By Tatu Ylonen, founder and SSH Fellow, SSH Communications Security
In practical terms, a Fortune 500 enterprise is hard to “kill” in the physical world, given its large footprint in terms of buildings and processing centers.
That being said, in cyberspace, it can be alarmingly vulnerable, and the potential loss in shareholder value due to an exploited vulnerability could exceed $30 billion and cripple an enterprise.
The most critical and vulnerable part of an enterprise is its information systems. If you can control, corrupt and destroy the servers and the data within them, the enterprise will stop functioning.
90 Percent Unused, 10 Percent Grant Root Access
The access to the tens of thousands of servers in an enterprise, as well as its disaster recovery data centers, is tightly controlled. Surely nothing can penetrate all of them?
Behind the traditional applications, servers are managed by system administrators and various automated tools.
The automated systems need access credentials to gain access to other systems in order for daily communications and operations to function, and they usually use what is called SSH keys, which are also used by system administrators and developers to do their work internally, in order to log in from their workstation to access servers without having to type their password all the time.
In many enterprises about 90 percent of the SSH keys are unused.
That means there is privileged access to critical systems and data that has never been terminated – violating policies, regulations and laws.
It is almost as if employees’ user accounts were never removed when they left, and they had the capability to create new accounts for anyone they like.
Such keys are used to make backups, install patches, manage configurations and implement emergency response procedures, often using automated tools.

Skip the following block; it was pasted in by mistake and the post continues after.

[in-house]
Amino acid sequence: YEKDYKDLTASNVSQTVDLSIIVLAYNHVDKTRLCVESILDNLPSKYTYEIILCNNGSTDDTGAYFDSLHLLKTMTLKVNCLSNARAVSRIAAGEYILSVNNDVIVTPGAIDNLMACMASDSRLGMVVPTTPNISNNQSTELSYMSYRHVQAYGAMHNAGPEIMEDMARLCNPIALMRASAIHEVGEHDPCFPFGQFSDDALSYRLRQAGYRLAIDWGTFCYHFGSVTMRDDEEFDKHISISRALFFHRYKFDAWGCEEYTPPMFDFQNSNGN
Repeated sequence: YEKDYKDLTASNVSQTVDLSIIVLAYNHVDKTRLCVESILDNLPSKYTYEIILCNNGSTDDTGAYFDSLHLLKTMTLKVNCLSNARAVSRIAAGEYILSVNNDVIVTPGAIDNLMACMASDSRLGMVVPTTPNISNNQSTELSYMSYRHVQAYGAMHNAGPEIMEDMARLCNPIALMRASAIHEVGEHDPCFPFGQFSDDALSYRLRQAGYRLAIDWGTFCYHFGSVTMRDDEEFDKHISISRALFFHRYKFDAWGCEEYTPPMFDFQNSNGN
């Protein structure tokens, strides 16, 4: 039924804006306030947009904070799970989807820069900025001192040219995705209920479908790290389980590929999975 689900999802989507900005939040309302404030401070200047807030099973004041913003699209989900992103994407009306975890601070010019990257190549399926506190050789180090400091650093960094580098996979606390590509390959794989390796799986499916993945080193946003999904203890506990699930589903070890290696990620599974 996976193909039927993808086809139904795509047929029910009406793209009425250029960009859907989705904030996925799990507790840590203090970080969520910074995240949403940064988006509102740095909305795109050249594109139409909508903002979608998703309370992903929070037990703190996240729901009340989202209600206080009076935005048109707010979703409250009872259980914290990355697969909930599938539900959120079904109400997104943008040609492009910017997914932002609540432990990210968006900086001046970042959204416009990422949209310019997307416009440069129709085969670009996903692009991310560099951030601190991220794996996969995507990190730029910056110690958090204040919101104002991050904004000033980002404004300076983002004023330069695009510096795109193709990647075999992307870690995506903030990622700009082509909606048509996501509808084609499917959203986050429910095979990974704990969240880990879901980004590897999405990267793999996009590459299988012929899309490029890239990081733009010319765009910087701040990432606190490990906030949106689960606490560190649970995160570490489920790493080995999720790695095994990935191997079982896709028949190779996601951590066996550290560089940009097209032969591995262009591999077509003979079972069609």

To provide the magnitude of the usage of SSH keys, in some enterprises there are more than 5 million automated daily logins using SSH keys – resulting in more than 2 billion logins per year.
How to Penetrate a Fortune 500: Spread Throughout the Enterprise
A typical cyberattack often first penetrates a company computer and then steals passwords or other credentials to gain access to some set of servers. This often involves malware.
Once on a server, the attacker obtains elevated privileges using locally exploitable vulnerabilities to read private SSH keys from the server. Many of these keys grant unrestricted access to other servers and systems.
The attacker uses these keys to gain access to those other servers and repeats the process to move undetected within the enterprise.
Given the high number of keys (10-200 per server on average in most enterprises), it is likely the attack can easily spread to nearly all data centers in the enterprise.
Some companies with more than 100,000 keys are granting access from low-security test and development into production servers alone. Key-based access between data centers is almost always present.
Usually, there are also many SSH keys granting access from individual user accounts to privileged service accounts, bypassing systems that were supposed to monitor privileged access.
To be stealthy and not cause suspicion, the attacker can monitor the server for days or weeks to see which SSH keys are actually used with what servers, and then piggyback on legitimate connections to move undetected.